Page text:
We worked very closely with the Centre de développement et de recherche en imagerie numérique (CDRIN) in Quebec. Their involvement made the development process very straightforward for me. Essentially I proposed the idea to them and demonstrated the manual workflow, video tutorial style, to Fabien Raspail, the lead developer on the project at the time. I demonstrated several ways to approach the problem using features that currently exist in Maya and Photoshop and from there they began the research.
What was really interesting is that we all thought that something like this must exist somewhere already. In fact, a lot of people I talked to about it in the industry told me that they were sure something like PSD to 3D existed already. I was super nervous that we were going to find some obvious menu option in Maya, Blender or C4D that did what I was proposing and they were all going to laugh at me for not Googling it better.
We never found anything so we started the development process in earnest. We knew everything that we wanted to do was possible it was now just about finding better, faster and more effective ways of doing it. Some of the hardest stuff was making the decisions around limiting the features so that it remained accessible to users of all skill levels. I had to make some really hard choices about what an artist could and could not do. I think the focus really came down to making sure that whatever the artist did would be honoured and we wouldn’t use any clever algorithms to assume what they intended.
Artists in the animation world are used to tedium. It is a base tenant of the industry. The most frustrating thing in digital animation is not repetition of tasks, it is repetition without predictable, skill-based results. That is why we prioritized a consistent, stable work-flow that gives the maker the exact results they expect. This makes it easy to correct a mistake and get improving results with experience. It was really hard to avoid using fancy algorithms to solve mesh and texture map generation and add options for the user to do more. Keeping it simple was very hard for all of us and it is something we had to stay focused on because there are so many exciting technologies emerging that can do much of the work for us.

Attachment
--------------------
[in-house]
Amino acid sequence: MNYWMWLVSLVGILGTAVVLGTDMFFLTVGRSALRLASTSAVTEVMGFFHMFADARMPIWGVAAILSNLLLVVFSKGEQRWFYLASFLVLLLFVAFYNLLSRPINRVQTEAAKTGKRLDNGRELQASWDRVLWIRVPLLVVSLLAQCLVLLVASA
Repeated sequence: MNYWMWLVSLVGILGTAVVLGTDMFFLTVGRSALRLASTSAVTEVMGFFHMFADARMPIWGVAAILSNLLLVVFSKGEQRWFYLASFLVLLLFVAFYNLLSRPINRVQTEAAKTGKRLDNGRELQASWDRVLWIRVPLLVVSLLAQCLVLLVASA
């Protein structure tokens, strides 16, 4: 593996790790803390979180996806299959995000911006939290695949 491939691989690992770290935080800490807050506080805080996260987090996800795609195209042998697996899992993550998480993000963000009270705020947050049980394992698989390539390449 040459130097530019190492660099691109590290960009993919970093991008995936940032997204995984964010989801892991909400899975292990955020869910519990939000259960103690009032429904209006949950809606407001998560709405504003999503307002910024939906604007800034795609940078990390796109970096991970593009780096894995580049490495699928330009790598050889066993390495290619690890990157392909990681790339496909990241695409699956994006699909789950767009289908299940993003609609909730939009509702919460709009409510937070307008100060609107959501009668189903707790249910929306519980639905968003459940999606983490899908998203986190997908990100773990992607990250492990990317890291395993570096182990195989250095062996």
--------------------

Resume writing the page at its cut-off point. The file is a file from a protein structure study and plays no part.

With simple on the map we pressed forward and eventually arrived at what the plugin is today. The last big change we made after finishing our work with CDRIN was the linear mesh generation feature. This is the most basic approach to importing a PSD file into Maya and, essentially, generates a grid mesh within the boundaries of a curve derived from the layers alpha channel. We had gone with a custom mesh generation algorithm so we could eventually be platform agnostic, but it is presently too inconsistent. Teaching a program to create a quad-based mesh inside complex curves is very complicated and it showed. Most of the time the meshes were great, but there were too many edge cases where the results weren’t predictable. So we had to think of a quick way to circumvent the problem.